IES Blog

3 Ways to Start a Robust Corporate Wellness Program

Posted on February 4th, 2020 Read time: 3 minutes

Happy business woman sitting behind her desk at work meditating in front of her computer

The perks and benefits that are attracting job seekers today have changed over the past two decades. Today, younger workers gravitate toward positions at companies they feel value their holistic worth, not just the expertise, education, and enthusiasm they bring to the table. As a business leader, you can set your organization apart by advertising more than job descriptions, candidate qualifications, and salary ranges. You can highlight the unique perks you offer, including your employee wellness program.

Modernizing your existing wellness program or implementing a brand-new company wellness program can help your organization stand out among the competition on job-posting sites. Wellness program offerings help small, midsized, and large companies grab the attention of the best talent.

How essential do young workers consider wellness initiatives when job hunting? A WorkplaceTrends Employee Engagement Study found that 61% of job seekers considered wellness programs at least a moderately important part of their search. Forty percent said they’d chosen not to work for a business specifically because it didn’t offer wellness initiatives.

Knowing this, it’s important to take a look at your corporate wellness program to ensure it best serves your hiring efforts and your loyal employeesBut don’t stop there. Analyze what your competitors offer in comparison to what you offer, too. Be thorough and honest in your evaluation. It will help you improve the overall strength of your workforce.

If you’ve considered all aspects of your wellness program and think it needs a boost, implement the following three strategies, each of which focuses on how to create an employee wellness program that will last:

1. Stock the kitchen with healthy snacks.

For a simple, cost-effective way to kick-start your wellness program, make sure you have healthy snacks for employees. Plenty of workplaces budget to provide workers with free snacks, but not all of those snacks stack up nutritionally. Instead of providing sugary sodas, high-carb crackers, and salt-laden chips, give your employees healthier choices like nuts and fresh fruit.

Replacing unhealthy options sends a twofold message to your team. First, it helps you show employees that you care how they fuel their bodies. Secondly, it lets you subtly send a message that new wellness initiatives are on the horizon. By the time you roll out other parts of your wellness program, your staff will be primed to take on more healthy changes.

2. Create an anonymous wellness program survey.

Before you solidify the types of wellness offerings you will provide, consider sending a survey that employees can fill out anonymously. Leverage the employee feedback you receive to create a plan of action. For example, rank wellness program ideas from highest to lowest interest based on what respondents say. Employee buy-in is important, and when team members feel that their feedback was considered in the decision process, the wellness program will be better received.

Start by implementing only one or two items at a time. Taking it step by step prevents you — and your employees — from feeling overwhelmed by the organizational changes taking place. Moving forward, gather feedback on your wellness program from internal teams quarterly or semiannually, possibly using Start, Stay, Stop surveys. (That is, ask what programs the company should start offering, what existing programs should continue, and what programs should be discontinued.)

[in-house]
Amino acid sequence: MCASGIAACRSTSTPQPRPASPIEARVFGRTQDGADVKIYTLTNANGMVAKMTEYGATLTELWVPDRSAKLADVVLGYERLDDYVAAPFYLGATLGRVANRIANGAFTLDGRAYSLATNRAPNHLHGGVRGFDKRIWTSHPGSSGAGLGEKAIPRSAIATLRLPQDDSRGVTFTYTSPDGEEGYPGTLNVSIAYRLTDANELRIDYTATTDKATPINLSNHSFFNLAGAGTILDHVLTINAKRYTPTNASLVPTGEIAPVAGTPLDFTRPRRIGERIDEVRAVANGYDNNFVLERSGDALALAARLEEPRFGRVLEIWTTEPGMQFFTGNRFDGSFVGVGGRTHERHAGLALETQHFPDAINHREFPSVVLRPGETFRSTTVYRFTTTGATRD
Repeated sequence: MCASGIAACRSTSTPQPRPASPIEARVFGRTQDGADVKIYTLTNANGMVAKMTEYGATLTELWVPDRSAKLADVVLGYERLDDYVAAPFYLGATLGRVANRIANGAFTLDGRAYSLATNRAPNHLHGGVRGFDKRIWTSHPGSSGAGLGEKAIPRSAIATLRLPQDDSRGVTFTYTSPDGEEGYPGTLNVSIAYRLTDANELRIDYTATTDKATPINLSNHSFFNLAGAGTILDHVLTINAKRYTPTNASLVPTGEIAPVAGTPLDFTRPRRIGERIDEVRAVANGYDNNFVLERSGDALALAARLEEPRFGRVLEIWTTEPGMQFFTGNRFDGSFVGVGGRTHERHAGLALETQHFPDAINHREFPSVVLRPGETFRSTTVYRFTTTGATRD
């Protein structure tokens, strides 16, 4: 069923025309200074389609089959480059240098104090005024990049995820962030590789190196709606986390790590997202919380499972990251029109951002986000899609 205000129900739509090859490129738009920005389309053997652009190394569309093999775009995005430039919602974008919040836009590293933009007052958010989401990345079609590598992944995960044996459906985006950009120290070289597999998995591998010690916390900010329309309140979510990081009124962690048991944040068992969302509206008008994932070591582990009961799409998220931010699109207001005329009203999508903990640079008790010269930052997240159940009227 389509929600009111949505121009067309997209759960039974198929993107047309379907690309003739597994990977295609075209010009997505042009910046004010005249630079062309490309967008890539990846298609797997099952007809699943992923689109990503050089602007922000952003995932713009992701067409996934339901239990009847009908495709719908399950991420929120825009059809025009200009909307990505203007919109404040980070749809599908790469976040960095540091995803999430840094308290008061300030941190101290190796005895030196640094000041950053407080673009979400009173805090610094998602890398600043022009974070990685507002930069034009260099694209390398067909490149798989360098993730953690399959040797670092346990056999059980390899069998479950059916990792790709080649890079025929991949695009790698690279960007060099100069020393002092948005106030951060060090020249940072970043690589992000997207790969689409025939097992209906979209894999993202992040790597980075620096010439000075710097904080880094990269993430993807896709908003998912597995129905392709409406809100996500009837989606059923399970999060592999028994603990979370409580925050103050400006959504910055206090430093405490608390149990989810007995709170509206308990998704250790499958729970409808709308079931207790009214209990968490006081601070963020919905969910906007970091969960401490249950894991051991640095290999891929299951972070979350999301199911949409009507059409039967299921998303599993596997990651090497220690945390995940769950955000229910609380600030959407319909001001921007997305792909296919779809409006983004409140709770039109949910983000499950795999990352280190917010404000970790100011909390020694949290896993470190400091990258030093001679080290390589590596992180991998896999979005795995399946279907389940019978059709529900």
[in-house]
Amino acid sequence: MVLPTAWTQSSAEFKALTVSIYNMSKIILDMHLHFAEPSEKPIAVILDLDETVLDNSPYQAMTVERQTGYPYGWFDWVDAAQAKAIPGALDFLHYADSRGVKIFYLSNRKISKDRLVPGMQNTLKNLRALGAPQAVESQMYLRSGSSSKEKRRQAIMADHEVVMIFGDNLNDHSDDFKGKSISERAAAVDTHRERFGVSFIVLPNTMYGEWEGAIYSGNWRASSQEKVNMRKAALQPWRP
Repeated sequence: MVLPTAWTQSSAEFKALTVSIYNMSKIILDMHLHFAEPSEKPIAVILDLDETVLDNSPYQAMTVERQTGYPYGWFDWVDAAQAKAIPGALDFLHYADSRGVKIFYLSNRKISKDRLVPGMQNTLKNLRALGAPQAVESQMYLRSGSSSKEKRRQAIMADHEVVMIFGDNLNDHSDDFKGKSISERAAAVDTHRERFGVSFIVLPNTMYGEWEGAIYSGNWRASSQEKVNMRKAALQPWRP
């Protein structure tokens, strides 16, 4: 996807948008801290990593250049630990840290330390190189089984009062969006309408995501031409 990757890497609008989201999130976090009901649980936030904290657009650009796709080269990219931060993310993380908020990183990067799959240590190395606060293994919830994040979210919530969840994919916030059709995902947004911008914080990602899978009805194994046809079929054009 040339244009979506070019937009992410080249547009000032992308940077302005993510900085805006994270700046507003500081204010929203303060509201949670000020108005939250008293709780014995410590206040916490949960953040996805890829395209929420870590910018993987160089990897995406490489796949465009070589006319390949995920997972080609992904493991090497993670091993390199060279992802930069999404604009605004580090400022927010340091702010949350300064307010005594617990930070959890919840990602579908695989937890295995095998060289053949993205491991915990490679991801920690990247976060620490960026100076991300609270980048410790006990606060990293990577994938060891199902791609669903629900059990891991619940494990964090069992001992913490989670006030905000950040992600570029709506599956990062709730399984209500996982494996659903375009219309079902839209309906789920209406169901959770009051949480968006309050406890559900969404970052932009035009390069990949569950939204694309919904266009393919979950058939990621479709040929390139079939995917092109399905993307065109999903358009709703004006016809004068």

2. Identify company wellness program champions.

Successfully launching wellness initiatives, such as walking challenges and on-site flu shot and healthcare visits, requires a point person for each one. Supervisors and executives represent the most logical people to tap for their experience. But they have to buy into the wellness program concept first.

Before assigning champions or managers to oversee a program, ensure that the leaders understand the importance of their tasks. Clear, inclusive communication is key. Give top-level players space to push back and question ideas, and when they bring up important questions or concerns, make tweaks accordingly.

Running a thriving wellness program will help you attract and keep your best employees, and it will have other far-reaching effects, too. From reducing absences to fostering productivity, intentional health and wellness initiatives help organizations lead, disrupt, and succeed. And that bodes well for your future, company, and people.

Of course, a company wellness program is just one element of employee engagement. To learn more about how happy and engaged workers can improve your business, download a free employee engagement webinar by Innovative Employee Solutions.

Written By: Antonio Barraza, Business Development Representative and Contingent Workforce Expert at IES

Antonio Barraza is a business development representative and contingent workforce expert at Innovative Employee Solutions (IES), a leading global Employer of Record in more than 150 countries that specializes in contingent workforce solutions such as outsourced payrolling, independent contractor compliance, and contractor management services. Founded in 1974, IES has grown into one of San Diego’s largest women-owned businesses and has been named one of the city’s “Best Places to Work” for 10 years in a row.

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